Searching on-line for information about John Berger’s classic postmodern analysis of “reading” art and various texts, I found this brilliant and gorgeous “mind map” of the book over on Austin Kleon’s blog. He’s also got some cool “blackout poems” there some of which will be in his book coming out from Harper-Collins February 2010.
Five lessons on writing from short story master Raymond Carver
1) In an introduction to Where I’m Calling From, Ray Carver quotes a line from Babel’s Collected Stories:
“No iron can stab the heart with such force as a period put just in the right place.”
2) Of course, this applies to all writing! Later he quotes V.S. Pritchard’s definition of a short story as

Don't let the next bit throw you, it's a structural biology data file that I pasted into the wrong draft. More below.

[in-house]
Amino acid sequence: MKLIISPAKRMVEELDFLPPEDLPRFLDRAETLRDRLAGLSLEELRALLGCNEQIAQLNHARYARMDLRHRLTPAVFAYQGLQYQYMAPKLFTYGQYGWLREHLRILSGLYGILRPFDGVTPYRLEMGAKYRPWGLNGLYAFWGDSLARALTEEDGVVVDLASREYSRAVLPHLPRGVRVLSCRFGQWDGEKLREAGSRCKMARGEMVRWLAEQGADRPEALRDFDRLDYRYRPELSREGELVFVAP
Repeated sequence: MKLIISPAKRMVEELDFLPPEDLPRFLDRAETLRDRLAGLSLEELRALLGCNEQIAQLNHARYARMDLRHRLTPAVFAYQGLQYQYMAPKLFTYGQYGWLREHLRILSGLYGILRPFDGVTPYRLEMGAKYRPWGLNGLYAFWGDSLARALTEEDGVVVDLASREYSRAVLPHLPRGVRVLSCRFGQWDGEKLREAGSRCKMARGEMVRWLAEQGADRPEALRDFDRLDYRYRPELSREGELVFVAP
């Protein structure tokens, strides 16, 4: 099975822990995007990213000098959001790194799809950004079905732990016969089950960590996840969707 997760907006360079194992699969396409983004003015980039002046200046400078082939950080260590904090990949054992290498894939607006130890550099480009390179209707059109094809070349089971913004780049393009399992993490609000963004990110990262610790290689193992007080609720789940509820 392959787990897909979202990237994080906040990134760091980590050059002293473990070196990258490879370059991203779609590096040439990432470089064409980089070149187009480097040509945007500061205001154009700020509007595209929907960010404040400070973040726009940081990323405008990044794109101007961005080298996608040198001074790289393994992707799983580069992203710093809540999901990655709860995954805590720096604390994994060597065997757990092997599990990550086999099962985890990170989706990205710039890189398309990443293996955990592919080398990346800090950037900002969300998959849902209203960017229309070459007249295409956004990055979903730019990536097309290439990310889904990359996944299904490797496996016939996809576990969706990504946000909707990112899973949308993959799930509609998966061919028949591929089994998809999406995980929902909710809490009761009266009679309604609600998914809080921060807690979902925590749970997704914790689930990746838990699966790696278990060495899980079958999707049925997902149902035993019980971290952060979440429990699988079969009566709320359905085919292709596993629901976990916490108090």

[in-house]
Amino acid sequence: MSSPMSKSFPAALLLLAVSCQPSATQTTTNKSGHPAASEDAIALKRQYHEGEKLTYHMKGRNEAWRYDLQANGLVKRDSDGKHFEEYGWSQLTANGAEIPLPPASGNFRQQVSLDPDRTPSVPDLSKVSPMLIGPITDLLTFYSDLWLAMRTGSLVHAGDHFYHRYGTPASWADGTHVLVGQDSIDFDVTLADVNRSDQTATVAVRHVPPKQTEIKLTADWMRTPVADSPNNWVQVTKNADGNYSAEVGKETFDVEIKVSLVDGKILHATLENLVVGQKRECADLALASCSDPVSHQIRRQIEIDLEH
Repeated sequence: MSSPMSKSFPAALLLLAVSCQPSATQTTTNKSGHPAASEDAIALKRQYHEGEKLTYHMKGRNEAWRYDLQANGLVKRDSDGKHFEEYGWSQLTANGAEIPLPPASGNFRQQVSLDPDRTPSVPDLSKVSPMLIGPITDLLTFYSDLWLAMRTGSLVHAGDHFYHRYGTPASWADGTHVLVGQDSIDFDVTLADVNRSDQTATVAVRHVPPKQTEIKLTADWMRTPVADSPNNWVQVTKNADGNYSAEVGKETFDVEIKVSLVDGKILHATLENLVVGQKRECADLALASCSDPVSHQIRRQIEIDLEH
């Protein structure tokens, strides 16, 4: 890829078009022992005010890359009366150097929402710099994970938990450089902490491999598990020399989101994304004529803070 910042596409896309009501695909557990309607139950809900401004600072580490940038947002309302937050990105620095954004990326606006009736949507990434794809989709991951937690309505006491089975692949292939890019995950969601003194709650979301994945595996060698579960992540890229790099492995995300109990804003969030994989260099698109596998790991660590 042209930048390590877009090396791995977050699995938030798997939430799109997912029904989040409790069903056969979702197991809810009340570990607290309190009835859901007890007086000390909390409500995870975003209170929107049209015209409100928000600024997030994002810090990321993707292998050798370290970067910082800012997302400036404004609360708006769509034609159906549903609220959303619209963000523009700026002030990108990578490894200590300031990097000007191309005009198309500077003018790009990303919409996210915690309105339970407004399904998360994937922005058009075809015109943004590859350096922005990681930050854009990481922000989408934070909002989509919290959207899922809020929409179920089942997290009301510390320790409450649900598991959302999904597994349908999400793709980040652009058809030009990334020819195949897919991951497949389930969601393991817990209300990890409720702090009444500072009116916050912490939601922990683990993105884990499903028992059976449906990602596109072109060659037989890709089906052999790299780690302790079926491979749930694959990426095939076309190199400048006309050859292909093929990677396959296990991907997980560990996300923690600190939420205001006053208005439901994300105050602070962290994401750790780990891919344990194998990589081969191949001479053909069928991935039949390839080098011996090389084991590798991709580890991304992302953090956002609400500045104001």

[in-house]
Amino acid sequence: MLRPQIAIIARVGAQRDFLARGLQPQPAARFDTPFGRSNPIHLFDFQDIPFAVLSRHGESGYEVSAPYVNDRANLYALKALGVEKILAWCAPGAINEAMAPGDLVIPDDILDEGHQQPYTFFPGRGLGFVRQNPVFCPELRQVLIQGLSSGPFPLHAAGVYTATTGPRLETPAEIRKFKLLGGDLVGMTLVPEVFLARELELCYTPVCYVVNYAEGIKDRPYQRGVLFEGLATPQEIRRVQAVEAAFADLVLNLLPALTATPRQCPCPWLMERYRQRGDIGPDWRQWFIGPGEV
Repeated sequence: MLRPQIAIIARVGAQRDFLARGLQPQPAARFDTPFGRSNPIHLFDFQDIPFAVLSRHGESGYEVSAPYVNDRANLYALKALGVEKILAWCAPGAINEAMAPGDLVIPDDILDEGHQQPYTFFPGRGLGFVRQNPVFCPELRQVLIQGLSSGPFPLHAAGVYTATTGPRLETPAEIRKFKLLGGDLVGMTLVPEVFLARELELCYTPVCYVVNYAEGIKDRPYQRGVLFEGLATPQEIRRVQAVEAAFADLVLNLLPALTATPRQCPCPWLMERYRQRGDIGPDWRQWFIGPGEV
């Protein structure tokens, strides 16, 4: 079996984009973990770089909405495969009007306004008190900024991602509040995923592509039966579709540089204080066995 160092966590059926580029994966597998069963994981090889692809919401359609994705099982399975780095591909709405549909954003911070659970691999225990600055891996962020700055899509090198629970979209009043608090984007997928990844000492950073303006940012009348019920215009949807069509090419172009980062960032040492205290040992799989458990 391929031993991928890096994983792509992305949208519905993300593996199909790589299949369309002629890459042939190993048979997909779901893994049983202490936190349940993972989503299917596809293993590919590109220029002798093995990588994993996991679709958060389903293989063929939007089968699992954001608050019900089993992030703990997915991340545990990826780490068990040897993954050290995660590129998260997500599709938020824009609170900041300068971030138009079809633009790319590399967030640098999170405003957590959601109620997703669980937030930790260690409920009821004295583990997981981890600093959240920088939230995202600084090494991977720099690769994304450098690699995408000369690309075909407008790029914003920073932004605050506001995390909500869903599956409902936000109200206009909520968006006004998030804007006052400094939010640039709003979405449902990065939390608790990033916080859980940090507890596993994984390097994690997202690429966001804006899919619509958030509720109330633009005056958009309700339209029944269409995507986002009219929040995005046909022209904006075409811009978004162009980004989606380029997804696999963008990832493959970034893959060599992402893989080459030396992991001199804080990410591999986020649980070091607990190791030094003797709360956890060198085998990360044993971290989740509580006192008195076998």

“something glimpsed from the corner of the eye, in passing.”
3) First the glimpse, he writes:
“Then the glimpse given life, turned into something that will illuminate the moment and just maybe lock it indelibly into the reader’s consciousness. Make it a part of the reader’s own experience, as Hemingway so nicely put it. Forever, the writer hopes. Forever.”
4) In his introduction to The Best American Short Stories 1986, which he edited, Carver lists 5 elements he considers important to a short story:
choices, conflict, drama, consequence, and narrative.
5) And last but not least, Carver believes:
“in the efficacy of the concrete word, be it noun or verb, as opposed to the abstract or arbitrary or slippery word–or phrase or sentence.”